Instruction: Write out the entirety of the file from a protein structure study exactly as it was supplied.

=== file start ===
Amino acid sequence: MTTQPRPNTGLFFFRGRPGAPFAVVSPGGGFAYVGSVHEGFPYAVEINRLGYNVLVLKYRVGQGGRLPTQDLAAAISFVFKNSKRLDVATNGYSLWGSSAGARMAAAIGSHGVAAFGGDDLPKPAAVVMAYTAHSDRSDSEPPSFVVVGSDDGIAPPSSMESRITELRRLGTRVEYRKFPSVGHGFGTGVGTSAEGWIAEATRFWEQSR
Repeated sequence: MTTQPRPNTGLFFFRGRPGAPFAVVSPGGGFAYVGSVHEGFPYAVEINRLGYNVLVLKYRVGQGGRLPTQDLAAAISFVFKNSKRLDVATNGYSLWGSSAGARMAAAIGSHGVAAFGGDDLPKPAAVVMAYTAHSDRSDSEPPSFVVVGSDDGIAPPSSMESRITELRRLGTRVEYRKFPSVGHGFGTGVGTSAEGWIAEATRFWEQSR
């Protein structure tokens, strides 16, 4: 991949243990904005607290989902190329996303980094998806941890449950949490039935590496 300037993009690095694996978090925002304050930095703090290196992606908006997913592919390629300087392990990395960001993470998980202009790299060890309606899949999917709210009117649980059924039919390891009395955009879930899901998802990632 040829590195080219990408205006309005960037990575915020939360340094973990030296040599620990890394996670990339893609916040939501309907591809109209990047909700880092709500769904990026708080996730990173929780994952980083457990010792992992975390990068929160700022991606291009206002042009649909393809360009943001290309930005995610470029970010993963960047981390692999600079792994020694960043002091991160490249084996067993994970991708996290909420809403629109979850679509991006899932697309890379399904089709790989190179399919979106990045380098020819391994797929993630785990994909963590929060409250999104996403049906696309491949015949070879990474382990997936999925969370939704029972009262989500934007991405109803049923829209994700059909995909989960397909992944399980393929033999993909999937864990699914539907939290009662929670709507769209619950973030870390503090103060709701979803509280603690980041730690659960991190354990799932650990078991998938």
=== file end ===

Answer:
Amino acid sequence: MTTQPRPNTGLFFFRGRPGAPFAVVSPGGGFAYVGSVHEGFPYAVEINRLGYNVLVLKYRVGQGGRLPTQDLAAAISFVFKNSKRLDVATNGYSLWGSSAGARMAAAIGSHGVAAFGGDDLPKPAAVVMAYTAHSDRSDSEPPSFVVVGSDDGIAPPSSMESRITELRRLGTRVEYRKFPSVGHGFGTGVGTSAEGWIAEATRFWEQSR
Repeated sequence: MTTQPRPNTGLFFFRGRPGAPFAVVSPGGGFAYVGSVHEGFPYAVEINRLGYNVLVLKYRVGQGGRLPTQDLAAAISFVFKNSKRLDVATNGYSLWGSSAGARMAAAIGSHGVAAFGGDDLPKPAAVVMAYTAHSDRSDSEPPSFVVVGSDDGIAPPSSMESRITELRRLGTRVEYRKFPSVGHGFGTGVGTSAEGWIAEATRFWEQSR
């Protein structure tokens, strides 16, 4: 991949243990904005607290989902190329996303980094998806941890449950949490039935590496 300037993009690095694996978090925002304050930095703090290196992606908006997913592919390629300087392990990395960001993470998980202009790299060890309606899949999917709210009117649980059924039919390891009395955009879930899901998802990632 040829590195080219990408205006309005960037990575915020939360340094973990030296040599620990890394996670990339893609916040939501309907591809109209990047909700880092709500769904990026708080996730990173929780994952980083457990010792992992975390990068929160700022991606291009206002042009649909393809360009943001290309930005995610470029970010993963960047981390692999600079792994020694960043002091991160490249084996067993994970991708996290909420809403629109979850679509991006899932697309890379399904089709790989190179399919979106990045380098020819391994797929993630785990994909963590929060409250999104996403049906696309491949015949070879990474382990997936999925969370939704029972009262989500934007991405109803049923829209994700059909995909989960397909992944399980393929033999993909999937864990699914539907939290009662929670709507769209619950973030870390503090103060709701979803509280603690980041730690659960991190354990799932650990078991998938």